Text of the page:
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MediaWiki installation on a linux guest in the VirtualBox: how-to, tips & tricks

I’ve spend half of a day trying to get MediaWiki working on a VirtualBox for the internal project in the internal network. Looks like it’s done now and I want to share tips to help someone to spend less time in the future.

I’ve been installing and configuring MediaWiki 1.21 on the OpenSUSE 12.3, but all tips are valuable for any linux distro.

Installation

I’ve installed apache2, mediawiki from the php:extensions repository (with tons of dependencies) and php5-related packages (sqlite, xmlreader, zlib and others). The mediawiki package has mysql in dependencies which is annoying, because I want to use PostgreSQL.

Mediawiki installation creates /var/lib/mediawiki directory, in which almost every file is a simulink to the /usr/share/mediawiki corresponding file. After the package is installed and apache is restarted using sudo rcapache2 restart, you’re able to start a mediawiki instance installation through http://localhost/w/ path in your browser. I recommend you to install some additional packages before the actual mediawiki instance (not package) installation:

php5-xcache, php5-intl, postgresql, php5-postgresql, postgresql-server, sendmail, php5-pear-Mail

XCache and Intl are required for MediaWiki, PostgreSQL is better than MySQL, sendmail and php mail extensions are needed for email confirmation from wiki.

Then I suppose you should install phpPgAdmin and go to http://localhost/phpPgMyAdmin to properly configure one. At the moment, you won’t be able to login using the default username-password combination (postgres:postgres). To do so, you should make a bit of DB console hacking and /var/lib/pgsql/data/pg_hba.conf hacking (described in this article).

After you’re able to login to phpPgAdmin, you should create user for mediawiki db connection, say, mediawiki_user.

When you’re done, go to http://localhost/w/ and start the wiki installation process.

Configuring

During installation choose PostgreSQL instead of MySQL. Enter username you’ve created in phpPgAdmin before. Then you would be asked for username and password for a MediaWiki user, so make sure you’re remembered/backed them up, cause they are username-password of so-called sysop user (e.g. main administrator of MediaWiki installation).

After you would succeed with MediaWiki intallation, let’s make this Wiki available outside of the VirtualBox. First, go to /etc/apache2/vhosts.d/ directory and create two files. One named _default_vhost.conf (with an underscore before name to be the default VirtualHost entry - read more in the OpenSUSE apache docs and Official apache docs) with the following contents:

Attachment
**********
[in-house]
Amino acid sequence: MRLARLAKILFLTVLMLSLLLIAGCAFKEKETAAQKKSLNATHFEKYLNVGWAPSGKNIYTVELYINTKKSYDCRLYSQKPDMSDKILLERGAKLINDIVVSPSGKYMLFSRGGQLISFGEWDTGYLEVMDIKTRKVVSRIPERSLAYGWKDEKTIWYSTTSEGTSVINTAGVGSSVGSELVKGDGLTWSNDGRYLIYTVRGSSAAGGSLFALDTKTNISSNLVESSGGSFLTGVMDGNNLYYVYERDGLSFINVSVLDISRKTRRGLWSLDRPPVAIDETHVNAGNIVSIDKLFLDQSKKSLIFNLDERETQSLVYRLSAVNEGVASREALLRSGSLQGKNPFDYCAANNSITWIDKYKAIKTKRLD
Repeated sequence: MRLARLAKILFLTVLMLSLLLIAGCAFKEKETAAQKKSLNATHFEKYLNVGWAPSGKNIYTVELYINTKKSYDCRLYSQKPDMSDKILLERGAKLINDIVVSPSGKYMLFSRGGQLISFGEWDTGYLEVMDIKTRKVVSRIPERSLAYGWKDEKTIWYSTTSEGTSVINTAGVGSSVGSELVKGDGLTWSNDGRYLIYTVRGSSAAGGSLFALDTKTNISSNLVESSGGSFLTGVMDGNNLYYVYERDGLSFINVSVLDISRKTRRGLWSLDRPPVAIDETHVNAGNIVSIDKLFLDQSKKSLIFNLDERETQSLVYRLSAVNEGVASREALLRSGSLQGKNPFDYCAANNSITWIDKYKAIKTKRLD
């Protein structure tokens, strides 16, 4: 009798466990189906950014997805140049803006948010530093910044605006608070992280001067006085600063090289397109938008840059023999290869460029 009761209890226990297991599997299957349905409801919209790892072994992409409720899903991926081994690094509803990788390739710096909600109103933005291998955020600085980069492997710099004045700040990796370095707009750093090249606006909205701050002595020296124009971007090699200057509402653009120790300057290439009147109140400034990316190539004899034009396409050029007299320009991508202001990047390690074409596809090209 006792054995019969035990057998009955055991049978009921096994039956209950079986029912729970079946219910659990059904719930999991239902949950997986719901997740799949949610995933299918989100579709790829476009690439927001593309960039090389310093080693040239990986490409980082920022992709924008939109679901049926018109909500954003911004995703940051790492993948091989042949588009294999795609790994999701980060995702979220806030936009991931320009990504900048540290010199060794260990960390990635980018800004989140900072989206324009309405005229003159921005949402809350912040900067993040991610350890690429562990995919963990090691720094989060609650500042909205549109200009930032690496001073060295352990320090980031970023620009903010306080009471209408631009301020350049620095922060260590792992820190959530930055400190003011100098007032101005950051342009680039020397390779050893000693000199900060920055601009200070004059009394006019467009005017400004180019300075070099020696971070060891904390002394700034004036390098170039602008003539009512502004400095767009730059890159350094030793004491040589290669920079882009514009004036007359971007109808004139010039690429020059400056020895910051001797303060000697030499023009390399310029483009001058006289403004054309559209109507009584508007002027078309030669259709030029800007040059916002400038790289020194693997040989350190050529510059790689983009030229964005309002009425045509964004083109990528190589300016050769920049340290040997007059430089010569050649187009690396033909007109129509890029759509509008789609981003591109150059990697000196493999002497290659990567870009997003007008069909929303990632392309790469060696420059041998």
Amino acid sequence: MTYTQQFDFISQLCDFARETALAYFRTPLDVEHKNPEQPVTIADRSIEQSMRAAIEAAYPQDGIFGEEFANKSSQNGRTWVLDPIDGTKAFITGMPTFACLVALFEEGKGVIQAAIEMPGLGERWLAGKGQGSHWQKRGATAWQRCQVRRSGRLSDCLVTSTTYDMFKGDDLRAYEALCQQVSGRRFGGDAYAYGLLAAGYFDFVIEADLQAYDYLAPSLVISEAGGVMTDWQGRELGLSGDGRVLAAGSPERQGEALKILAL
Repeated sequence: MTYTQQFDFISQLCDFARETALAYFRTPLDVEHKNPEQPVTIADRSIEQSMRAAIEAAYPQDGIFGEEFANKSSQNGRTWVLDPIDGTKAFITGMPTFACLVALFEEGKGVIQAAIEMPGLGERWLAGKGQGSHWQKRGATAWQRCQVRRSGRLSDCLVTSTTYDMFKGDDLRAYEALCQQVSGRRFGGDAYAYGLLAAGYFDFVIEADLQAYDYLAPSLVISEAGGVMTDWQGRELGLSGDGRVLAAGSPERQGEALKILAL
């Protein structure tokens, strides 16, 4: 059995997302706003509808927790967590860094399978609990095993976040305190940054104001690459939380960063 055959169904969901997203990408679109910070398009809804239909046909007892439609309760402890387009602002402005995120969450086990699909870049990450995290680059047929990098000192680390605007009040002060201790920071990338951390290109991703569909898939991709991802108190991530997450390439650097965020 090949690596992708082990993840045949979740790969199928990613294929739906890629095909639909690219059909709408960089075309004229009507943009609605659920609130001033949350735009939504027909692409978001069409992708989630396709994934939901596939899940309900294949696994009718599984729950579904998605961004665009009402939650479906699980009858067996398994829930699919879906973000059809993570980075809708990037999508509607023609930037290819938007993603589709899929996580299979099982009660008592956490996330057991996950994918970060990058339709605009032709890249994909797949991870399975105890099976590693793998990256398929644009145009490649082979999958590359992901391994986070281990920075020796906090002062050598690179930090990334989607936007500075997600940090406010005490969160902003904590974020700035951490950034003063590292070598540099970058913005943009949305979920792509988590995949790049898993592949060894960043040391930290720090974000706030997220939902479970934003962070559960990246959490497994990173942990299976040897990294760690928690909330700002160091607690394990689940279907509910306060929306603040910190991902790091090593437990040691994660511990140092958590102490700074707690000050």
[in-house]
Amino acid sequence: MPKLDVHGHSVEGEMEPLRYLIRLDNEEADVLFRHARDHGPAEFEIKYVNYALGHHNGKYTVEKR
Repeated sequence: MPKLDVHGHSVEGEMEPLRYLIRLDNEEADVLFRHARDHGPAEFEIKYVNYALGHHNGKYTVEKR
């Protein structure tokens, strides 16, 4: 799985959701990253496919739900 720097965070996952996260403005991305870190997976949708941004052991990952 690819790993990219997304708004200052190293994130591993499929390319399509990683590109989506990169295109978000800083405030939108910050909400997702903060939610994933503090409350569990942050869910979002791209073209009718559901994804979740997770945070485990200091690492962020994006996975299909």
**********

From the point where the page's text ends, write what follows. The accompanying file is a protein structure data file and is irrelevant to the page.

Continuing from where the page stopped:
<VirtualHost *:80>
    ServerName localhost
    DocumentRoot /srv/www/htdocs
</VirtualHost>

And the second one, say, your_website_wiki.conf:

<VirtualHost *:80>
    ServerAdmin your.name@mail.com
    ServerName your_website_wiki.local

    DocumentRoot /var/lib/mediawiki/webroot/

    ErrorLog /var/log/apache2/your_website_wiki.local-error_log
    CustomLog /var/log/apache2/your_website_wiki.local-access_log combined

    # don't loose time with IP address lookups
    HostnameLookups Off

    # needed for named virtual hosts
    UseCanonicalName Off

    <Directory "/var/lib/mediawiki/webroot">
    AllowOverride None
    Options +ExecCGI -Includes
    Order allow,deny
    Allow from all
    </Directory>
</VirtualHost>

First file ensures correct resolution for requests to localhost and the second one is for our wiki resolution for external requests. After VirtualHosts are added, edit the /etc/apache2/listen.conf file and uncomment next line

NameVirtualHost *:80

Now restart apache (rcapache2 restart).

Don’t forget to add HTTP server to the Yast Firewall exceptions and

127.0.0.1 your_website_wiki.local

to your /etc/hosts file.

Now you should be able to get you wiki from browser at guest OS from http://your_website_wiki.local address.

External networking

What’s left is to allow access from the host OS. To do so, go to Port forwarding in the VirtualBox network preferences (I assume you have NAT enabled) and add a rule to forward x.x.x.x with 80 port to the 80 port of guest (where x.x.x.x is an address of you computer in your network). You can also play with Bridget networking but it’s not the case.

After you’re done, go to Control panel in Windows, choose Firewall and add domain exceptions to [BranchCache - Content Retrieval (Uses HTTP)].

There’re two abilities for other people to access your wiki. First, you can add a dns entry to the C:WindowsSystem32Driversetchosts file manually. And the other one can be made by your system administrator which can add DNS record to the nearest internal DNS server for your computer.

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